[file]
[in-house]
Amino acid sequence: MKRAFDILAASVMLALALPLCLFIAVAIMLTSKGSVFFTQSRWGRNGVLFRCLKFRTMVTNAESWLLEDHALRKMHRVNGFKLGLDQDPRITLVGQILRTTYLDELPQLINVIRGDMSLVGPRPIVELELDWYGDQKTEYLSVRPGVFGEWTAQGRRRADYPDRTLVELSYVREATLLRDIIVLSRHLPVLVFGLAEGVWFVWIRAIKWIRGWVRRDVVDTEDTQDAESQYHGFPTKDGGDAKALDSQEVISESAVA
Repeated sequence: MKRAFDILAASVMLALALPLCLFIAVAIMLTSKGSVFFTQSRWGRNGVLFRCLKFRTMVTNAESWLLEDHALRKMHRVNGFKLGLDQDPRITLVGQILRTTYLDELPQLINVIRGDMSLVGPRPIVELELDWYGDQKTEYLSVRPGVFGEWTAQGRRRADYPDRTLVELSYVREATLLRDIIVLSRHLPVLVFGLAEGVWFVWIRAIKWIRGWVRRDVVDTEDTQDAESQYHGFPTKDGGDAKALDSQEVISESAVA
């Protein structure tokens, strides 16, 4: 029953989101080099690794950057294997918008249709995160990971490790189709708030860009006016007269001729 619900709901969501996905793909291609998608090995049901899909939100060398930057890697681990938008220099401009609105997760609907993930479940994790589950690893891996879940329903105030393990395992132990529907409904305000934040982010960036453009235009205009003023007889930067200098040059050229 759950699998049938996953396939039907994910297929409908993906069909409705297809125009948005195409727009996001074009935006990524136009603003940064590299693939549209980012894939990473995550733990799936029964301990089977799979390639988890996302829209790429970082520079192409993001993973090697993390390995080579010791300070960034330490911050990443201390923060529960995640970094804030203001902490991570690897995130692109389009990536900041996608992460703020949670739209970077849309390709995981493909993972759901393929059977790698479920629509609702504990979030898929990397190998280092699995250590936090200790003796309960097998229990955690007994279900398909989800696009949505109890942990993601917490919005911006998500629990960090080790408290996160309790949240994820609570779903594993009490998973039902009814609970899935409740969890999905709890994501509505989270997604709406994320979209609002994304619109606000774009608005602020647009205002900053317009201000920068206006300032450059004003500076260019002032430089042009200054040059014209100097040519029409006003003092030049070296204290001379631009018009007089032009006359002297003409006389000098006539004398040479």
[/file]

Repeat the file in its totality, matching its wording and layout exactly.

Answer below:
[in-house]
Amino acid sequence: MKRAFDILAASVMLALALPLCLFIAVAIMLTSKGSVFFTQSRWGRNGVLFRCLKFRTMVTNAESWLLEDHALRKMHRVNGFKLGLDQDPRITLVGQILRTTYLDELPQLINVIRGDMSLVGPRPIVELELDWYGDQKTEYLSVRPGVFGEWTAQGRRRADYPDRTLVELSYVREATLLRDIIVLSRHLPVLVFGLAEGVWFVWIRAIKWIRGWVRRDVVDTEDTQDAESQYHGFPTKDGGDAKALDSQEVISESAVA
Repeated sequence: MKRAFDILAASVMLALALPLCLFIAVAIMLTSKGSVFFTQSRWGRNGVLFRCLKFRTMVTNAESWLLEDHALRKMHRVNGFKLGLDQDPRITLVGQILRTTYLDELPQLINVIRGDMSLVGPRPIVELELDWYGDQKTEYLSVRPGVFGEWTAQGRRRADYPDRTLVELSYVREATLLRDIIVLSRHLPVLVFGLAEGVWFVWIRAIKWIRGWVRRDVVDTEDTQDAESQYHGFPTKDGGDAKALDSQEVISESAVA
């Protein structure tokens, strides 16, 4: 029953989101080099690794950057294997918008249709995160990971490790189709708030860009006016007269001729 619900709901969501996905793909291609998608090995049901899909939100060398930057890697681990938008220099401009609105997760609907993930479940994790589950690893891996879940329903105030393990395992132990529907409904305000934040982010960036453009235009205009003023007889930067200098040059050229 759950699998049938996953396939039907994910297929409908993906069909409705297809125009948005195409727009996001074009935006990524136009603003940064590299693939549209980012894939990473995550733990799936029964301990089977799979390639988890996302829209790429970082520079192409993001993973090697993390390995080579010791300070960034330490911050990443201390923060529960995640970094804030203001902490991570690897995130692109389009990536900041996608992460703020949670739209970077849309390709995981493909993972759901393929059977790698479920629509609702504990979030898929990397190998280092699995250590936090200790003796309960097998229990955690007994279900398909989800696009949505109890942990993601917490919005911006998500629990960090080790408290996160309790949240994820609570779903594993009490998973039902009814609970899935409740969890999905709890994501509505989270997604709406994320979209609002994304619109606000774009608005602020647009205002900053317009201000920068206006300032450059004003500076260019002032430089042009200054040059014209100097040519029409006003003092030049070296204290001379631009018009007089032009006359002297003409006389000098006539004398040479």